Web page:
"Blood, Milk, Ink, Gold does not merely provide a sustained English language consideration of French Renaissance art, it also offers to the discipline of art history new possibilities for configuring a cultural history of any period. This thoroughly original work is careful, elegant, and impressive, and will make important contributions to the history of art, the history of French literature and culture, and Renaissance studies."
Joseph Koerner

"Interdisciplinary is too anodyne a term for this searching portrait of the French Renaissance. Zorach plunges us into the culture as into a liquid flow, where texts and images, persons and things, production and consumption, all intermingle. Passionate in its intellectual commitments, and richly worked, like the objects it studies, this tale of an 'aesthetics of excess' will haunt our understanding of the true sacrifices underlying artistic achievement."
Evelyn Welch

"Zorach’s work offers an exciting, innovative perspective on the French
Renaissance. Linking Italian artists and French court society to ceramics,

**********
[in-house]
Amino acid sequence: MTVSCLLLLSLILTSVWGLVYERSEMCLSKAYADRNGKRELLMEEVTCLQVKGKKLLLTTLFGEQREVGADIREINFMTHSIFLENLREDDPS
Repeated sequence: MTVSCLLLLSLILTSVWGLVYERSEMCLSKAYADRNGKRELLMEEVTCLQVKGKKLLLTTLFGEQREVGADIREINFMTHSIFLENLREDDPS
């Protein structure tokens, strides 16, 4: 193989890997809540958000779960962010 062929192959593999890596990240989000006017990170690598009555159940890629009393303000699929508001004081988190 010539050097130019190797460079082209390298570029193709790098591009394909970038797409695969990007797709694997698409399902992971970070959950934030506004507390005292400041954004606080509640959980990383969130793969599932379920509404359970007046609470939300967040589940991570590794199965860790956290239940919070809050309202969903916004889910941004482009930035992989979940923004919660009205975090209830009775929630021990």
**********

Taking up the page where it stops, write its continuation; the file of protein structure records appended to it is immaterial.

print culture and the economy of sixteenth-century Europe, this book provides a fresh, interdisciplinary approach to a place and period of great fascination. It should be essential reading for art historians and historians alike and all those who are interested in the inter-relationships between visual and material objects and the social worlds in which they were created."
Peter Stallybrass

"Rebecca Zorach's innovative and exciting account of the French Renaissance illuminates the monarchical and sexual politics of ornament and the historical relations between vegetable and human abundance. It shows how the antique itself became an antic figure of excess, mutability, and perversity."
Renaissance Magazine - Brenda Ralph Lewis